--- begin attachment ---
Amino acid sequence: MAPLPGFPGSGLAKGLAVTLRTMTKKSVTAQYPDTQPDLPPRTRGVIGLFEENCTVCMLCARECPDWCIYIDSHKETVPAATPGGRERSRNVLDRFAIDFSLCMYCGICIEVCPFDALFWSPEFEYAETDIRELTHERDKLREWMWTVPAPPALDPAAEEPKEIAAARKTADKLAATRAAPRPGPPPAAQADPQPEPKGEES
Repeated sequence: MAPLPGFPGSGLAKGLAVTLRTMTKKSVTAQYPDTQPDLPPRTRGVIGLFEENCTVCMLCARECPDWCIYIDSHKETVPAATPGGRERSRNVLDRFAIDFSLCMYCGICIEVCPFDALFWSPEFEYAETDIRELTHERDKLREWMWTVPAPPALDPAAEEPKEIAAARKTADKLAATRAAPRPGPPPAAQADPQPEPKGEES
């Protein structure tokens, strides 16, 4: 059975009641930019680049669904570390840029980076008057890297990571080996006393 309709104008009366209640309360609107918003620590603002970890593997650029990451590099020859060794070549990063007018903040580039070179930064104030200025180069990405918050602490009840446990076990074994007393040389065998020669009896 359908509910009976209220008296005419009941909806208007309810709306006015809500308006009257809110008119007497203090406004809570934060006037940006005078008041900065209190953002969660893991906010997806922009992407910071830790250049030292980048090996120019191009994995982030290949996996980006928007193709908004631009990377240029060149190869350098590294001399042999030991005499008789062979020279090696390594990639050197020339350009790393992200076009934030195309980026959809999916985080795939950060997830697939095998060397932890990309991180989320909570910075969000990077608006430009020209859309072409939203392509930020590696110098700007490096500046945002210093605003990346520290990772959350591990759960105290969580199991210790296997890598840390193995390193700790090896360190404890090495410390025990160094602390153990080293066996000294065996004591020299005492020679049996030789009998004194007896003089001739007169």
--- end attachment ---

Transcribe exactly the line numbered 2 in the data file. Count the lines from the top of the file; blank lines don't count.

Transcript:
Repeated sequence: MAPLPGFPGSGLAKGLAVTLRTMTKKSVTAQYPDTQPDLPPRTRGVIGLFEENCTVCMLCARECPDWCIYIDSHKETVPAATPGGRERSRNVLDRFAIDFSLCMYCGICIEVCPFDALFWSPEFEYAETDIRELTHERDKLREWMWTVPAPPALDPAAEEPKEIAAARKTADKLAATRAAPRPGPPPAAQADPQPEPKGEES